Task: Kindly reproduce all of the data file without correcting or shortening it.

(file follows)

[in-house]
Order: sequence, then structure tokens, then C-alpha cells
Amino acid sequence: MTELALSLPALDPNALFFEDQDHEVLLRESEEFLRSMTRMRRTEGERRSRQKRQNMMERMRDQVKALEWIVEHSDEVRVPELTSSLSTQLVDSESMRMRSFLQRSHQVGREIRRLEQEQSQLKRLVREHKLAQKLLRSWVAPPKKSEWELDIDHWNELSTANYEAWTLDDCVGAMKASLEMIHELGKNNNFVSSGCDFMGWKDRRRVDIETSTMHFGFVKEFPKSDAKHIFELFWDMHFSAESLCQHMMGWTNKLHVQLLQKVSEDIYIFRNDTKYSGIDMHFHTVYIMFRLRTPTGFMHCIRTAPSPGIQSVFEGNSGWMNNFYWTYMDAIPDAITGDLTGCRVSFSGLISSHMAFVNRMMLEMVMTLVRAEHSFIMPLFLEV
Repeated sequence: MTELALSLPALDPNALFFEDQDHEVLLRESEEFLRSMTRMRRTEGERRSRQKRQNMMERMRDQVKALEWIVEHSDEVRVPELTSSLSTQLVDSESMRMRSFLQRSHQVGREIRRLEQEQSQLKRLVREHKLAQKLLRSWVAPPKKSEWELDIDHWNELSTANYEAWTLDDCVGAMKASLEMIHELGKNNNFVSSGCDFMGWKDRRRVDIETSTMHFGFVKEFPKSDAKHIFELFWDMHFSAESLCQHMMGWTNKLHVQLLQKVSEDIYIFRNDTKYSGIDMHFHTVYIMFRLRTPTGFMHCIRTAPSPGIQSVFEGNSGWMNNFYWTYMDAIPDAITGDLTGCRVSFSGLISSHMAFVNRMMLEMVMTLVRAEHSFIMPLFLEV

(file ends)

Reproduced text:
[in-house]
Order: sequence, then structure tokens, then C-alpha cells
Amino acid sequence: MTELALSLPALDPNALFFEDQDHEVLLRESEEFLRSMTRMRRTEGERRSRQKRQNMMERMRDQVKALEWIVEHSDEVRVPELTSSLSTQLVDSESMRMRSFLQRSHQVGREIRRLEQEQSQLKRLVREHKLAQKLLRSWVAPPKKSEWELDIDHWNELSTANYEAWTLDDCVGAMKASLEMIHELGKNNNFVSSGCDFMGWKDRRRVDIETSTMHFGFVKEFPKSDAKHIFELFWDMHFSAESLCQHMMGWTNKLHVQLLQKVSEDIYIFRNDTKYSGIDMHFHTVYIMFRLRTPTGFMHCIRTAPSPGIQSVFEGNSGWMNNFYWTYMDAIPDAITGDLTGCRVSFSGLISSHMAFVNRMMLEMVMTLVRAEHSFIMPLFLEV
Repeated sequence: MTELALSLPALDPNALFFEDQDHEVLLRESEEFLRSMTRMRRTEGERRSRQKRQNMMERMRDQVKALEWIVEHSDEVRVPELTSSLSTQLVDSESMRMRSFLQRSHQVGREIRRLEQEQSQLKRLVREHKLAQKLLRSWVAPPKKSEWELDIDHWNELSTANYEAWTLDDCVGAMKASLEMIHELGKNNNFVSSGCDFMGWKDRRRVDIETSTMHFGFVKEFPKSDAKHIFELFWDMHFSAESLCQHMMGWTNKLHVQLLQKVSEDIYIFRNDTKYSGIDMHFHTVYIMFRLRTPTGFMHCIRTAPSPGIQSVFEGNSGWMNNFYWTYMDAIPDAITGDLTGCRVSFSGLISSHMAFVNRMMLEMVMTLVRAEHSFIMPLFLEV